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Life House trying to soften the blow of a $30,000 deficit

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By MICHAEL NOVITZKI
DCN Correspondent

On the corner of First Avenue West and First Street sits a beacon of hope that seeks to make a difference by reaching out to the youth.

Most of the kids that come through the doors of Life House at 3 p.m. every day seem blissfully unaware of the fact that their favorite hangout is about to be the next victim of the financial collapse. A $30,000 debt has been threatening to force the organization’s doors shut by the end of the year.

Life House is a crisis center in Duluth that has been helping wayward teens stay on track for 17 years. It runs programs that offer employment help, transitional housing, addiction counseling and teen parent assistance being that most of the beneficiaries are teens with kids of their own. However, it is unique as far as charities go in that they give nothing away for free.

“We don’t do anything for the kids. We help them do it themselves,? says Life House volunteer Skye Harrison. “The point is to get them standing on their own two feet.?

The country’s recession which is creating hard times for everyone, is hitting non-profit organizations like Life House extra hard.

Noisy children are drowned out as disheveled Life House director Kim Crawford shuts her office door, sits down at a desk completely hidden by clutter, and with the look of an overburdened mother begins to describe her rather large predicament.

"I have to reduce costs,? she says, “but I can't watch two kids come through the door and say I can help one and not the other... So its like, where can I cut corners?"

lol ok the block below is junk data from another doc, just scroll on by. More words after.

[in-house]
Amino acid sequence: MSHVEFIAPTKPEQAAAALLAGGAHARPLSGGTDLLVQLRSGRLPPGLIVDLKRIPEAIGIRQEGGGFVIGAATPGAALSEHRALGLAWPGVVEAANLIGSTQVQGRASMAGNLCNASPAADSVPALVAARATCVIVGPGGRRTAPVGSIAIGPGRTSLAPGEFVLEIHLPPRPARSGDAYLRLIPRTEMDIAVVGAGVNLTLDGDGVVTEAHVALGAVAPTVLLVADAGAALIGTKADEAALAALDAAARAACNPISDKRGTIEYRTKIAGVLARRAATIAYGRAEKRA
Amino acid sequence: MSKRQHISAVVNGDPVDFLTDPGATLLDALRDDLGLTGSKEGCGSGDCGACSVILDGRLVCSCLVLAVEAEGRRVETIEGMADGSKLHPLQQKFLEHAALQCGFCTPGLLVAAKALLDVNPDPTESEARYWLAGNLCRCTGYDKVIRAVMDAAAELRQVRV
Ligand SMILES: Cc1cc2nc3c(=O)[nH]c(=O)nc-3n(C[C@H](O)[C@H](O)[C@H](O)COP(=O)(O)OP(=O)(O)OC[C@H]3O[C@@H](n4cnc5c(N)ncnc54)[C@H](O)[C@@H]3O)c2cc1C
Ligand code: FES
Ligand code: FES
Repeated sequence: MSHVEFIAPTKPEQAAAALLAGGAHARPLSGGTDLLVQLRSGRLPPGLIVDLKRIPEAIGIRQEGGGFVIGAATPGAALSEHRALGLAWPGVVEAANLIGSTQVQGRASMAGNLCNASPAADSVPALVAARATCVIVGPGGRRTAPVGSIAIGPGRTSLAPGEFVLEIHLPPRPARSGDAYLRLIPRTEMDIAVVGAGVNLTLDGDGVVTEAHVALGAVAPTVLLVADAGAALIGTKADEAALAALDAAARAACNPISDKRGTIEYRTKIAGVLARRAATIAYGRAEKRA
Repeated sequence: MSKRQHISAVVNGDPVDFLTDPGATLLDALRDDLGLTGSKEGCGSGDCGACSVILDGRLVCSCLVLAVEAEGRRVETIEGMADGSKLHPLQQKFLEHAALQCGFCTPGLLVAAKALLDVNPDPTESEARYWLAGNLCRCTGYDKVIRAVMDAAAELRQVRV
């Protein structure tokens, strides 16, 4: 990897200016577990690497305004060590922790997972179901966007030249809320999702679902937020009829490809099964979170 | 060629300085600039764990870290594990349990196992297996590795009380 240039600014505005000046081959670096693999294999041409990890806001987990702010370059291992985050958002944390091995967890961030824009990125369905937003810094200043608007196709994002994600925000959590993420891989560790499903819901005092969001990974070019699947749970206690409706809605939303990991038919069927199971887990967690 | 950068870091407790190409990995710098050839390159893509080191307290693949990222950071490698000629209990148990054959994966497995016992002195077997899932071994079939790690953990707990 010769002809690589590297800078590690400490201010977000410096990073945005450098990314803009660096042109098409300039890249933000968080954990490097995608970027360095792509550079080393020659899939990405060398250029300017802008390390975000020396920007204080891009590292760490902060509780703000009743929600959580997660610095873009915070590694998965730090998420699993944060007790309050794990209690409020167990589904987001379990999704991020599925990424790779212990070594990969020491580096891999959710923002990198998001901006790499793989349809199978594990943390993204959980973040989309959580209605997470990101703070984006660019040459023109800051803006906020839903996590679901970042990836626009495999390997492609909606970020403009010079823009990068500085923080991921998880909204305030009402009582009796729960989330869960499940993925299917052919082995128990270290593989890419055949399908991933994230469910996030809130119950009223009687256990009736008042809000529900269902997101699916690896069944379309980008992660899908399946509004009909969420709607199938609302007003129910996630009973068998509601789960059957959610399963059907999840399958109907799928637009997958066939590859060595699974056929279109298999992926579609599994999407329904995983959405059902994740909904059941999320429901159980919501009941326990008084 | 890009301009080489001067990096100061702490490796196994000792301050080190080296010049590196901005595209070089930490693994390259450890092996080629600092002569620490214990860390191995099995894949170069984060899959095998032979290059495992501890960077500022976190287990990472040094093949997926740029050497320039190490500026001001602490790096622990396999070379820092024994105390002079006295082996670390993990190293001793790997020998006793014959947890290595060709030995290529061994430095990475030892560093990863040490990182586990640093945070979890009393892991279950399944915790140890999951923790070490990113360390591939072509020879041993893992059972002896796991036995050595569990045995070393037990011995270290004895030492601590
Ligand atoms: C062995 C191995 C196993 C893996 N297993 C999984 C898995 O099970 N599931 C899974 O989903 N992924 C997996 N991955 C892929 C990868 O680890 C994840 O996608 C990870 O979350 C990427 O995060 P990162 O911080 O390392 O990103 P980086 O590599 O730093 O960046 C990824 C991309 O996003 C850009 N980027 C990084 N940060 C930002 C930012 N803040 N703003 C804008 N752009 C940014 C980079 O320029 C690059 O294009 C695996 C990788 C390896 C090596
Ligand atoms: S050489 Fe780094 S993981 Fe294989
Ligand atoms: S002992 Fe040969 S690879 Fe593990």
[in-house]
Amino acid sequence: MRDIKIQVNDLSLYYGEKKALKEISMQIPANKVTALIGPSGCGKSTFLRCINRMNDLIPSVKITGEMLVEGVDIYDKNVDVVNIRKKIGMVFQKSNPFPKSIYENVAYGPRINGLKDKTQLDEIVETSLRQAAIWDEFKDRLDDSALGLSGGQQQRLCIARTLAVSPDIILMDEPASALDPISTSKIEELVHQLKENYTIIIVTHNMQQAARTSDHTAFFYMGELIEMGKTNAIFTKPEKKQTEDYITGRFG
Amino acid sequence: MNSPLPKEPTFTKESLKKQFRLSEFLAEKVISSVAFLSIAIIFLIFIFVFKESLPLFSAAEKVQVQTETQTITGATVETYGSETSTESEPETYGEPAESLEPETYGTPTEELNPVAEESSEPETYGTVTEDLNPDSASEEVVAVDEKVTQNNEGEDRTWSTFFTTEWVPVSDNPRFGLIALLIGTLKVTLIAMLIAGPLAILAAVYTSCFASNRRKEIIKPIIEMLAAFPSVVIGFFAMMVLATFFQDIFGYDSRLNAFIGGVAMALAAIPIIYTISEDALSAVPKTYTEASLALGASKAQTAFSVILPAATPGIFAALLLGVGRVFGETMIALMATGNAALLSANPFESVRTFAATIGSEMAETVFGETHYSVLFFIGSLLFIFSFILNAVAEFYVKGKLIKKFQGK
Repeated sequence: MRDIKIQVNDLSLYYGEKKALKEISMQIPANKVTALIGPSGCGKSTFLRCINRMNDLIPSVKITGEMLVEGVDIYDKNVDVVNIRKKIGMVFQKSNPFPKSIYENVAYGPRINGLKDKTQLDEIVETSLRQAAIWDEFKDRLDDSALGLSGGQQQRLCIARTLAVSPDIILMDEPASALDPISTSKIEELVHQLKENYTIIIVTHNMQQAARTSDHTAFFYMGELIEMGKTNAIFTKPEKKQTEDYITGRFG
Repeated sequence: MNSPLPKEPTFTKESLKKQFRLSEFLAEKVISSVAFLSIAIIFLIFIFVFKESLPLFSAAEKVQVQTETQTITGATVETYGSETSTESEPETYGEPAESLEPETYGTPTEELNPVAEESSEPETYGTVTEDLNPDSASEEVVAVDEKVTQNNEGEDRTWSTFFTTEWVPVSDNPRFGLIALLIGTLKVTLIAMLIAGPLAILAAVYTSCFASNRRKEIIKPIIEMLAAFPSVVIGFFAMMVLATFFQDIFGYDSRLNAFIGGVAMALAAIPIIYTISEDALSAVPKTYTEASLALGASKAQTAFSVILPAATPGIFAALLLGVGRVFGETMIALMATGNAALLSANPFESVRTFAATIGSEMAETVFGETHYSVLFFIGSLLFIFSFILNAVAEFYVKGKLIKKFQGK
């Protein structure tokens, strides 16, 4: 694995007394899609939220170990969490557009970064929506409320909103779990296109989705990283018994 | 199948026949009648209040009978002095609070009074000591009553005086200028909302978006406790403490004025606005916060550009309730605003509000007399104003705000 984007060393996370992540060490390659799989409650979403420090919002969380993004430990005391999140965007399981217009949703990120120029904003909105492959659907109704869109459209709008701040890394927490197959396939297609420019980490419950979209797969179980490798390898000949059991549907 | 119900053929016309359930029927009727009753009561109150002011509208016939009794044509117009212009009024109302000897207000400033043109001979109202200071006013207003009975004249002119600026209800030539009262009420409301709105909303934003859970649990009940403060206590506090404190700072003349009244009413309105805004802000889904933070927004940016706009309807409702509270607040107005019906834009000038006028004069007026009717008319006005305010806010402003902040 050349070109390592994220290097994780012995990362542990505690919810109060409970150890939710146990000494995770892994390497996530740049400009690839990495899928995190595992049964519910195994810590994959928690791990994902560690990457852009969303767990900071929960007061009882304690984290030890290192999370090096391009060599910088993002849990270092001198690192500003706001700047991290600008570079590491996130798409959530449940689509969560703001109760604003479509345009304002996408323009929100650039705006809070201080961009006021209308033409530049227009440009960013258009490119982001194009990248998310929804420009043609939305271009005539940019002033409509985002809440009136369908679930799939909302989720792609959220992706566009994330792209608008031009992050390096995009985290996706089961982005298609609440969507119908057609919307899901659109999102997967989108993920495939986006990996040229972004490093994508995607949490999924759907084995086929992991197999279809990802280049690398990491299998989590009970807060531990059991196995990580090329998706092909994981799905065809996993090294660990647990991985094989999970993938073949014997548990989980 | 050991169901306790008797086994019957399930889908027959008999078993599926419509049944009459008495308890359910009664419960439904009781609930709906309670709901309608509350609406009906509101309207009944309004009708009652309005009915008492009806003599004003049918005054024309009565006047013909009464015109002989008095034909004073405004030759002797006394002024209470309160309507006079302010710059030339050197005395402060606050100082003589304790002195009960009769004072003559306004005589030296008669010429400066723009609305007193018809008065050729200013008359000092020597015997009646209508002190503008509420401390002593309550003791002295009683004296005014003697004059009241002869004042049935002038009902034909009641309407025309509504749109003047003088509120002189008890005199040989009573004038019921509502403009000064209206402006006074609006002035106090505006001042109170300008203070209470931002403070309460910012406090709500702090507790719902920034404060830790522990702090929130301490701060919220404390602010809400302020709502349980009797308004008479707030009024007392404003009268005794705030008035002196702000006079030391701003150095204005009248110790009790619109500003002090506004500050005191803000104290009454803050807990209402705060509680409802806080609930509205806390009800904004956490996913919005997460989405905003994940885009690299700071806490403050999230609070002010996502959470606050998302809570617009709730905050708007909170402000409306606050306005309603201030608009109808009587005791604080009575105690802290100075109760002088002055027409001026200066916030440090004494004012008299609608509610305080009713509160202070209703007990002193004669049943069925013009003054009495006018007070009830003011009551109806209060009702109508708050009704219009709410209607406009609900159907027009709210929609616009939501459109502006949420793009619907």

In light of the financial trouble, Crawford was hired to replace 17-year director Rachel Kincade as Life House’s executive director in September for her experience in the for profit sector. It was an act of desperation to increase income and cut spending from the typical $900,000 a year budget. On top of the fact that their federal and state funding is being cut, investors who are losing money are starting to cut back their contributions.

However, Crawford’s work so far has greatly helped reduce the probability of closing down.

“I don’t see us just shutting down completely, but we are going to have to make some drastic changes to make sure that does not happen, and it might mean not being able to help as many people as we used to,? says Crawford.

The first thing she did to cut spending was to combine Proctor House and Harbor House, two of Life House’s three transitional homes. The board of directors is also coming up with new ways to approach contributors being that the contributions they receive are often earmarked for programs that do not need it as much as others.

“I don't even want to think about where I would be right now if it weren't for Life House. I was completely lost. It was a nightmare," says 20-year-old Jelayne Sargent, reacting to the possibility of closing.

She was a teen parent who has been using nearly all of Life House’s services since she was 17, but will no longer be eligible after her twenty-first birthday.

"I'll be 21 soon so I'll be on my own soon anyway, but there are a lot of younger kids out there that still need a lot of help staying on track," she says.

The organization has been periodically holding fundraisers in the area to try to make up the $30,000 shortfall and plans to keep the doors open as long as cash flow permits.